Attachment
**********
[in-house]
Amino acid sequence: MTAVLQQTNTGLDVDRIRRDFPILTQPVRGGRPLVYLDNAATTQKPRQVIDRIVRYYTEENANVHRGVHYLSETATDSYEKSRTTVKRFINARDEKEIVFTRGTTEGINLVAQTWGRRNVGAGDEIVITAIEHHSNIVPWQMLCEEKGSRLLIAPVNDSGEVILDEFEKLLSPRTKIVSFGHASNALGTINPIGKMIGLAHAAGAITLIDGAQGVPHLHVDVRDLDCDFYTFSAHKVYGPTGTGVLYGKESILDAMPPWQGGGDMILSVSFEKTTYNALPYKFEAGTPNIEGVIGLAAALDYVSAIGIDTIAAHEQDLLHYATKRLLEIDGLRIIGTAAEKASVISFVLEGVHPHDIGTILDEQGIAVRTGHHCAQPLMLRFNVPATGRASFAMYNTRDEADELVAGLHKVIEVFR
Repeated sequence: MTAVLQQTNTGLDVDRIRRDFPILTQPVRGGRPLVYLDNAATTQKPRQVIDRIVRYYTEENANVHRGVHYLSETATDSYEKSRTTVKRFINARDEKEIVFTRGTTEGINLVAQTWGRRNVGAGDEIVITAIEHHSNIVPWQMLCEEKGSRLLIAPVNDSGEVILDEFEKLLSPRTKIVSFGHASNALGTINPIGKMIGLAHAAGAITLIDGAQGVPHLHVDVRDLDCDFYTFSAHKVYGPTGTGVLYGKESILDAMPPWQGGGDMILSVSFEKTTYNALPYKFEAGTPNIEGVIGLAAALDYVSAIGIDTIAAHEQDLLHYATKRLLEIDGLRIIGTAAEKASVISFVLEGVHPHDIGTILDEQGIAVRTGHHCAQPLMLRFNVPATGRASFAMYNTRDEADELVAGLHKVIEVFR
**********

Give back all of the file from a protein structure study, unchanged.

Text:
[in-house]
Amino acid sequence: MTAVLQQTNTGLDVDRIRRDFPILTQPVRGGRPLVYLDNAATTQKPRQVIDRIVRYYTEENANVHRGVHYLSETATDSYEKSRTTVKRFINARDEKEIVFTRGTTEGINLVAQTWGRRNVGAGDEIVITAIEHHSNIVPWQMLCEEKGSRLLIAPVNDSGEVILDEFEKLLSPRTKIVSFGHASNALGTINPIGKMIGLAHAAGAITLIDGAQGVPHLHVDVRDLDCDFYTFSAHKVYGPTGTGVLYGKESILDAMPPWQGGGDMILSVSFEKTTYNALPYKFEAGTPNIEGVIGLAAALDYVSAIGIDTIAAHEQDLLHYATKRLLEIDGLRIIGTAAEKASVISFVLEGVHPHDIGTILDEQGIAVRTGHHCAQPLMLRFNVPATGRASFAMYNTRDEADELVAGLHKVIEVFR
Repeated sequence: MTAVLQQTNTGLDVDRIRRDFPILTQPVRGGRPLVYLDNAATTQKPRQVIDRIVRYYTEENANVHRGVHYLSETATDSYEKSRTTVKRFINARDEKEIVFTRGTTEGINLVAQTWGRRNVGAGDEIVITAIEHHSNIVPWQMLCEEKGSRLLIAPVNDSGEVILDEFEKLLSPRTKIVSFGHASNALGTINPIGKMIGLAHAAGAITLIDGAQGVPHLHVDVRDLDCDFYTFSAHKVYGPTGTGVLYGKESILDAMPPWQGGGDMILSVSFEKTTYNALPYKFEAGTPNIEGVIGLAAALDYVSAIGIDTIAAHEQDLLHYATKRLLEIDGLRIIGTAAEKASVISFVLEGVHPHDIGTILDEQGIAVRTGHHCAQPLMLRFNVPATGRASFAMYNTRDEADELVAGLHKVIEVFR